Most of the meals in my 7-day meal plan can be prepped the night before. So when you have a little bit of free time, prep the next meal. Also when you cook up ground beef make extra and freeze the extra portion for another meal. I double most recipes and freeze the rest. We have at least 3 meals frozen on hand at any given time that we can grab if time is tight.

Monday-Grilled Hamburgers with Napa cabbage slaw and slowly roasted potato wedges. Prep time-20 minutes. Total cooking time 35-45 minutes depending on how done you want your burgers.

Tuesday– Sausage, red cabbage and roasted sweet potato. Prep time 25 minutes–total time is 1 hour (includes bake time).

Wednesday-Everything but the kitchen sink salad-lettuce, cucumbers, green onions, sliced beets (I use Nellie’s sliced pickled beets vs. fresh beets), avocado, leftover red cabbage slaw and sliced boiled egg with homemade salad dressing. Prep time is 10-15 minutes- chop everything up, boil egg (5 minutes) wash and rinse lettuce & green onions.  You can add cooked chicken, steak or even tuna from tuna packs to make this a heartier salad.

Thursday-Roasted veggie taco with creamy cilantro dressing–recipe here. Total time- 45 minutes.

Friday– Pork Roast in the slow cooker, carrots, and new red potatoes. Prep 10-15 minutes. Total cooking time depends on the size of roast (minimum 4 hours on a low setting) add new red potatoes which are smaller than reg. potatoes during the last 2 hours of slow cooking so that they won’t get mushy before the roast is done.

Saturday-Pulled pork over baked sweet potatoes.  Prep time 5-10 minutes, total cooking time 1 -1/2 hours at 350 degrees for medium-large sweet potatoes.

SundayTeriyaki Chicken and vegetable foil pack for the grill- prep time- 30 minutes..cook time is 1 hour or until chicken is done. **I love this site and you will find several more easy foil pack meals to make plus so many more delicious things to try.**

Recipes-

Homemade Salad Dressing– your best salad dressing ( I use Vegan dressing by Hellman’s), mix 1/4 cup dressing( per 2 people )with a 1/4 teaspoon of salt (or less or not at all) & a tablespoon of granulated sugar and a half cup of milk. Add more milk if you want your dressing thin instead of creamy.  The healthier the salad dressing is that you buy, the healthier your homemade dressing will be. Total time- 5 minutes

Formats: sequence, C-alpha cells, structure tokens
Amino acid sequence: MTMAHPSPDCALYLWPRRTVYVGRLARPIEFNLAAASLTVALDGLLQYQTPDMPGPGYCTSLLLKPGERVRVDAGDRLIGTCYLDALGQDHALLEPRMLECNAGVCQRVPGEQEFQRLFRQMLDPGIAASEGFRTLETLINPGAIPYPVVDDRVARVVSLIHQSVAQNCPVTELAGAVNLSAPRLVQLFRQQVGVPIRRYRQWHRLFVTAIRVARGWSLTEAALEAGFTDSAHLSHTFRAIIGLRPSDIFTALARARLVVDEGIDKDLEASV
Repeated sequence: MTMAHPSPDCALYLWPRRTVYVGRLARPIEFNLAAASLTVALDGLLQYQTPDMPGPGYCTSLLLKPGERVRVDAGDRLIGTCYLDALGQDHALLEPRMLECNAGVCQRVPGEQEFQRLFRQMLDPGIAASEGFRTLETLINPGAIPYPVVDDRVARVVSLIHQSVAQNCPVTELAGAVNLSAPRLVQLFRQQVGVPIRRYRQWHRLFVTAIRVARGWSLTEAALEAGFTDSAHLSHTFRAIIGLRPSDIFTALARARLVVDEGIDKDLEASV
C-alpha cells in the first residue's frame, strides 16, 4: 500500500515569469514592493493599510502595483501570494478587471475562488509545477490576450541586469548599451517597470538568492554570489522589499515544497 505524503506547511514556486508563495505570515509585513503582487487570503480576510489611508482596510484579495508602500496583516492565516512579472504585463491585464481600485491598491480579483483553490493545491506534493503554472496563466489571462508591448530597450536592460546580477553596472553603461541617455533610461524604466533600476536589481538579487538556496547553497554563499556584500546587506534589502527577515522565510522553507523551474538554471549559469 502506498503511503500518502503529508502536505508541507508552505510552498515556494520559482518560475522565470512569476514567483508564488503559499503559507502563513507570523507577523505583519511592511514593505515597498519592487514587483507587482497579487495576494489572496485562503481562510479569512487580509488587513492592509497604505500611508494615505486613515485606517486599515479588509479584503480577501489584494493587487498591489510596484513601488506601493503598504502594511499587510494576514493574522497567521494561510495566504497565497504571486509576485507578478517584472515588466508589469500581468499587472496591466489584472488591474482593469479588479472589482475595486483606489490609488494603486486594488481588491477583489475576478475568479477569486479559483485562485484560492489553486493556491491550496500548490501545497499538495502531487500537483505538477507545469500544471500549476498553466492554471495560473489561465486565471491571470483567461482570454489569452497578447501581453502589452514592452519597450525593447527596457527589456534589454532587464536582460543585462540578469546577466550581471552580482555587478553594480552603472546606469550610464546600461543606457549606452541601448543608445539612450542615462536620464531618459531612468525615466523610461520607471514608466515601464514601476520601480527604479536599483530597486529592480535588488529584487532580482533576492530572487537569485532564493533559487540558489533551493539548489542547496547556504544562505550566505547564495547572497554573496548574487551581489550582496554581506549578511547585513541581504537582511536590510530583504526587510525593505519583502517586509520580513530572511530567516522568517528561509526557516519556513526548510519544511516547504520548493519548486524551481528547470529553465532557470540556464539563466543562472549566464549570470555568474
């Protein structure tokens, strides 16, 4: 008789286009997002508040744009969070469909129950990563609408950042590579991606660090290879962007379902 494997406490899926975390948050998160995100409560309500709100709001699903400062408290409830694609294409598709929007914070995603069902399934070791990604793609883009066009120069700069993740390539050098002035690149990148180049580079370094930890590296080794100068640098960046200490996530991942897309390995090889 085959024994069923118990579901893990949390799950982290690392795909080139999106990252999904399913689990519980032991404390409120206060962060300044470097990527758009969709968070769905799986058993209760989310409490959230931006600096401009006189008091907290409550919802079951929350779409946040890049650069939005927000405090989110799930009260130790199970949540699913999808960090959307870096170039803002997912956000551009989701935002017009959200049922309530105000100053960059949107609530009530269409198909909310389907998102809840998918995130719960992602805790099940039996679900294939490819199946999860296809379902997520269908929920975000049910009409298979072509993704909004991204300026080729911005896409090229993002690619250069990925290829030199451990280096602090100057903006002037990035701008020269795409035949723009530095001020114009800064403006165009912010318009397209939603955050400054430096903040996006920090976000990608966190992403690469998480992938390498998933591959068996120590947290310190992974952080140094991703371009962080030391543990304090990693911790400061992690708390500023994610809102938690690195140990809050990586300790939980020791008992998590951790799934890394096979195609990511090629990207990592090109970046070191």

Napa Cabbage Slaw– buy a Napa cabbage in the produce department or farmer’s market or local grower that is light green in color. You will also need 2 carrots and ingredients for the homemade salad dressing. I grate the carrots, chop the slaw and mix together with my homemade salad dressing. Use a bit less milk with the dressing because you want the slaw to be able to top your burger! You can add salt and pepper to taste and for extra flavor toss in chopped scallions. Total time- 15 minutes.

Red Cabbage- I use a great recipe from Taste of Home found here.

~~Grocery List~~

Produce department/Farmer’s market/local grower

Napa Cabbage

Red Cabbage

Romaine Hearts Lettuce

Scallions

Green onions

Avocado

Cilantro

Sweet Potatoes

Baking Potatoes

New Red Potatoes

Carrots

Cucumbers

Red Onion

Tomatoes

Yellow & Red Peppers

Zucchini

Lemon

Lime

Meat Department

Pork Roast

Hamburger

Chicken Breast

Sausage

**how much meat you buy will depend on family size**

Dairy

1/2 gallon of milk or 1/2 and 1/2 for salad dressing

Eggs- at least 6 eggs

Butter

Sour Cream

Middle Aisles

Good salad dressing- I’ve used both Just Mayo and Hellman’s Vegan dressing

Hamburger buns

Brown Sugar, soy sauce, cooking rice, sesame oil, chili garlic sauce, 32 oz. chicken broth, ground ginger, olive oil, 15 oz black beans, and Nellie’s sliced pickled beets.

Flour tortillas

I think I’ve remembered to add everything you will need to create these 7 easy meals to the grocery list above. Some meals will work for Paleo diets or even a vegetarian diet. Some can even be made if you are camping. Most take less than 30 minutes prep and there is even a meal that can be made from yesterday’s leftovers.  We eat a lot of meals that are heavy in produce because this is the time of year produce costs the least.  I generally don’t make meals like this in the winter due to not being able to source real fresh produce.  So enjoy these meals now, enjoy the savings, and reap the benefits of these great whole food meals for the next seven days.

Container Gardening Week– #7













Week 7 has been a busy week- suckers to pluck off of tomato plants growing fast and the first of the potato bugs.  Even in a small garden, there is work and diligence needed. I was shocked to see a potato bug–we’re two stories up?  So at this time, I have removed two of them and the leaves they were sitting on in case that is where they laid their eggs.  I have a total of 40 tomatoes on three tomato plants at this time. I purchased my potting soil, tomato gro and fertilizer from Purple Cow Organics and I never ever want to plant another garden if I can’t plant it using these products. Wow, what a difference organic soil and organic fertilizer make!

Right now I am mounding dirt around my potato plants because tubers will only grow in dirt that is around 65 degrees. So it is a must to keep the soil and pot and plant cool. The opposite is needed for tomatoes to turn red. They need hot 75 to 85-degree heat both on the plants and in the soil. Last year I stopped watering my plants for two to three days at a time and all my tomatoes ripened. Tomatoes will keep ripening even when the plant looks half dead.